Cosmetic? Other Side She Says "Permanent"
FDA Letter Pigments She Says Tennessee
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Tattoo is not a MoCRA-02022 Cosmetic Product, never was considered as such and not now.
Quotes support that Tattoo (1) was never considered “Cosmetic” nor “Medical” by anyone, that (2)Tattoo was always something “other” a special something definitely not a “cosmetic” anything. (3) Cosmetic and Medical users “used” tattoo techniques, were "borrowed" from tattooing inventing the term “Permanent Cosmetics” to separate the cosmetic-medical application from the rougher sort of people who get tattoos. (4) UK tattooist George Burchett , d.1953 after tattooing 60 years, writes about having two store locations, one an upscale dignified setting,  wearing a white jacket to do eyebrows, lips, rosy cheeks and other “Cosmetic” enhancements being sure to never mention the word “Tattoo”. (5) The Page 66 quote is clear that tattoo was never considered a “cosmetic” And finally (6) the FDA has 80 years recognizing that Tattoo is not to be treated as a cosmetic product, it does not fit. It is metaphysical as well as existential

“While accounts from the tattoo artists were important in evaluating pigment use over time, these reports were subject to secrecy (and possibly deception), constant modification and loss of integrity, time passed and memories faded as stories and recipes were passed to newer generations, and artists came and went. In addition, formulations could change based on availability of supplies, experimentation by the tattoo artists and of course, the manufacturer of the materials being used by the artists. As such, without any reliable scientific data, accounts of pigment composition as reported by tattoo artists, historians, and even the researchers and information seekers such as those conducted by physicians, were limited in their ability to reliably ascertain pigment compositions available during any given time. A review of the scientific literature, in which studies of tattoo ink compositions was conducted based on experimentation using chemical and instrumental methods

provides a much more solid account of pigments used in tattoo inks for select time periods.”

Page 96, -6

p. 66 Miranda Forensic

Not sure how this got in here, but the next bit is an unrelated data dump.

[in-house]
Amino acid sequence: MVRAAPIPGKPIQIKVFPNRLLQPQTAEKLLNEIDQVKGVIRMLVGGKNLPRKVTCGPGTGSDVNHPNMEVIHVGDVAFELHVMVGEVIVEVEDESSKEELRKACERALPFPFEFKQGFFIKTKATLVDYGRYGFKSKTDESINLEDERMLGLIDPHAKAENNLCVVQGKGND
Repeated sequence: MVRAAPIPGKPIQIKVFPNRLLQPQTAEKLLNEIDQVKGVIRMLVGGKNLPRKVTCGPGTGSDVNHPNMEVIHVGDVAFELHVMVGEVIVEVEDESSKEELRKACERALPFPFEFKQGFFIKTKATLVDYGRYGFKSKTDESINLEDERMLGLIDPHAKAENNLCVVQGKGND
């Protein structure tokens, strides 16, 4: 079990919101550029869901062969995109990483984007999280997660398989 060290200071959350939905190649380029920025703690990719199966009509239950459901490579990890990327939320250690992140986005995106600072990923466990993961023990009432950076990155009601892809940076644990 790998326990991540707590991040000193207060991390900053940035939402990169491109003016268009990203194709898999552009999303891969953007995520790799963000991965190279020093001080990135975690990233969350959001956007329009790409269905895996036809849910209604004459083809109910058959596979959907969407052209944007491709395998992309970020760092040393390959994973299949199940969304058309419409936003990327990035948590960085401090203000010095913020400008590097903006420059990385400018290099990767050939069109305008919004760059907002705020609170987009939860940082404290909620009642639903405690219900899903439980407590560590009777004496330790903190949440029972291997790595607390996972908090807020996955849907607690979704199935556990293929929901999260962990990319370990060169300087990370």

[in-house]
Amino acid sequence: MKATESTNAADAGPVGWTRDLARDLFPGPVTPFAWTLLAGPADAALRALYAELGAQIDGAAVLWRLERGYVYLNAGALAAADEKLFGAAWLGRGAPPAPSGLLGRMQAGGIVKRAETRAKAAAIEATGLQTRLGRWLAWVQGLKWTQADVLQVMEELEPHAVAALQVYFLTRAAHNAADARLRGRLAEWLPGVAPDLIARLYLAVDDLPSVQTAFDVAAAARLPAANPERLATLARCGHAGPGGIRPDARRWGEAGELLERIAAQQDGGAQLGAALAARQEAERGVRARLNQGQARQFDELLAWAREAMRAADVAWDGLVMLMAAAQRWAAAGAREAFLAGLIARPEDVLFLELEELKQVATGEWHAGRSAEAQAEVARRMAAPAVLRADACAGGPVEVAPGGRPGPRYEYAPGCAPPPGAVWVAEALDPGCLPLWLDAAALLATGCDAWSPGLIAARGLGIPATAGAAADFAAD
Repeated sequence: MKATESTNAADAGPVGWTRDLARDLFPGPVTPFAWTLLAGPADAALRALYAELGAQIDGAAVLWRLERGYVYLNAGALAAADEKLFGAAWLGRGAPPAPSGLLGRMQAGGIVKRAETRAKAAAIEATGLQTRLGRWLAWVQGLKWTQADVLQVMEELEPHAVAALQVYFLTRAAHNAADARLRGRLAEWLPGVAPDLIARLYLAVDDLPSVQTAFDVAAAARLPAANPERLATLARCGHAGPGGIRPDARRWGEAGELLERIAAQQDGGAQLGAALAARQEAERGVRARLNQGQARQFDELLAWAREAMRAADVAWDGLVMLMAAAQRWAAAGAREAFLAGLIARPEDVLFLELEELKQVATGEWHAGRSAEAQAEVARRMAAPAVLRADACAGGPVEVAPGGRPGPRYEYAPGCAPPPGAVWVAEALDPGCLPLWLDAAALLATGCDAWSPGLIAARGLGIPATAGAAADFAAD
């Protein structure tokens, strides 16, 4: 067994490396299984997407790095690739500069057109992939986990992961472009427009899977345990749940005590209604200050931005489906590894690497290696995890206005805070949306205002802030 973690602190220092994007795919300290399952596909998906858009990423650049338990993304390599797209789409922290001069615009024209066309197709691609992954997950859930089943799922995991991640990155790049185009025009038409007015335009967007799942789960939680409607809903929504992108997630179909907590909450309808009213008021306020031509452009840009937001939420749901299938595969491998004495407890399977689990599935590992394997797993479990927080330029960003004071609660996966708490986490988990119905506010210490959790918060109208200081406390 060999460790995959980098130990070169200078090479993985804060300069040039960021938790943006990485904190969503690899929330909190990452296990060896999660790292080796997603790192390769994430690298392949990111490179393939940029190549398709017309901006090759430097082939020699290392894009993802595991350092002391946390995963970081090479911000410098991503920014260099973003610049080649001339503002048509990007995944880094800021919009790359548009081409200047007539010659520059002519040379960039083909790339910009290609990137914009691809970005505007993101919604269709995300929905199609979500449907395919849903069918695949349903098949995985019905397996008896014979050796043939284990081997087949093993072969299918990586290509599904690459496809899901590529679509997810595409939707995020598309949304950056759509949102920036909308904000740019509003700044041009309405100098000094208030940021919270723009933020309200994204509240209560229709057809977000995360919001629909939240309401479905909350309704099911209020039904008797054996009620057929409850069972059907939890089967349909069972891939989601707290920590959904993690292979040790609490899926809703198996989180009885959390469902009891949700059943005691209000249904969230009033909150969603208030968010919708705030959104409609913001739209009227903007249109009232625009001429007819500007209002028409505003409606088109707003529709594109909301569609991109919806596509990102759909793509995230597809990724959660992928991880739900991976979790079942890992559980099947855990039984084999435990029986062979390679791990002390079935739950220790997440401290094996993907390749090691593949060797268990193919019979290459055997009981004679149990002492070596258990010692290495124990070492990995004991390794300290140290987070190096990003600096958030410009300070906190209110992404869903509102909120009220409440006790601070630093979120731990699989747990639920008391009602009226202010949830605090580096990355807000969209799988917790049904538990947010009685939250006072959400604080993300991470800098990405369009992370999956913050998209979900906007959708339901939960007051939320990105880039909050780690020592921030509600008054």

“The technique of using flesh-colored tattoo inks is currently considered cosmetic or medical and often used to treat birthmarks, skin grafts or skin pigmentation abnormalities and diseases.”

“A variety of “folk” remedies were reported, [for tattoo removal]…As such, Parry compiled a list of “methods of tattoo removal scientifically tested and approved by chemists, physicians, and surgeons” (Parry, 1933B), p.145… Miranda p.. 72
Parry adds, ”These methods are not to be used by the tattooed themselves  or by tattoo masters but by physicians or surgeons only. The list is compiled on the basis of chemical and medical literature dealing with tattooing and its removal” (Parry, 21933b, p. 146) Miranda p. 73 Miranda Forensic

Miranda Forensic
Forensic Analysis of Tattoos and Tattoo Inks, Michelle D. Miranda, State University of New
York at Farmingdale USA, CRC Press, Taylor & Francis Group, Boca Raton, Florida 2016
ISBN 978-1-4822-2146
George Burchett, Memoirs of a Tattooist, First Published 1958




"...the most significant expansion
of the FDA's authority…since…1938:"

Westley W Wood, Pres.
Unimax Supply Co Inc.
NY NY 10013 (est. 1989)

Westley W Wood, Pres.
Unimax Supply Co Inc.
NY NY 10013


You may say What's to do?

If we are prohibited from using our customary and normally used color pigment inks, proven safe and effective over time, in hundreds of millions of tattoos, by tens of thousands of tattooists for the last 30 years then we will do without colors altogether. We can do Black only.

I am suggesting that we reject using or purchasing their "easily removed" inks.
Hit them in their pocket. They incorrectly think we will pay them while they destroy the permanence of tattoo.

Wes Wood  9/12/23